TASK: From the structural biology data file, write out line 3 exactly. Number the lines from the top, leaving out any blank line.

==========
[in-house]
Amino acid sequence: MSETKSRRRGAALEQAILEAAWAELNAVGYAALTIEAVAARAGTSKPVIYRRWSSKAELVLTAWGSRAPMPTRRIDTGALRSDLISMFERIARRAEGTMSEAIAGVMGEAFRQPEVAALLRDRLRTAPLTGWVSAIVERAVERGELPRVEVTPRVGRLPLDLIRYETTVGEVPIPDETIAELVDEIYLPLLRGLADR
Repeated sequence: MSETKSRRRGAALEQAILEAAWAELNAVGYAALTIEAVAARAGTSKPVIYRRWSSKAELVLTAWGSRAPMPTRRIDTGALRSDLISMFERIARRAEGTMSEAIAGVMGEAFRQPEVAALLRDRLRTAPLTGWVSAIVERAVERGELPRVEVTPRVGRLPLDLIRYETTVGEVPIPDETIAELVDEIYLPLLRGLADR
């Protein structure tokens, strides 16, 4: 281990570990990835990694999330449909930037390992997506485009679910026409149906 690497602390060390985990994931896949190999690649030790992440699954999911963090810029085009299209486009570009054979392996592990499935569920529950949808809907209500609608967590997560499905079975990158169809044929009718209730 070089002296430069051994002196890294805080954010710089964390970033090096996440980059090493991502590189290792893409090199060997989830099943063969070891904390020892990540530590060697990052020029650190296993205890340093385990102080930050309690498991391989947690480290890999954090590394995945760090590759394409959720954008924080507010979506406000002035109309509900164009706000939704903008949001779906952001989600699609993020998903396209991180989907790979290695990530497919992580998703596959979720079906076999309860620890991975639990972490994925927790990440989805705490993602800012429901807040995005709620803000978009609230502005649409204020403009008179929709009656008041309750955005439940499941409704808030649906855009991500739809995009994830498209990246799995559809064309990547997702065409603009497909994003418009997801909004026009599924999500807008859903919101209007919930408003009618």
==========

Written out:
Repeated sequence: MSETKSRRRGAALEQAILEAAWAELNAVGYAALTIEAVAARAGTSKPVIYRRWSSKAELVLTAWGSRAPMPTRRIDTGALRSDLISMFERIARRAEGTMSEAIAGVMGEAFRQPEVAALLRDRLRTAPLTGWVSAIVERAVERGELPRVEVTPRVGRLPLDLIRYETTVGEVPIPDETIAELVDEIYLPLLRGLADR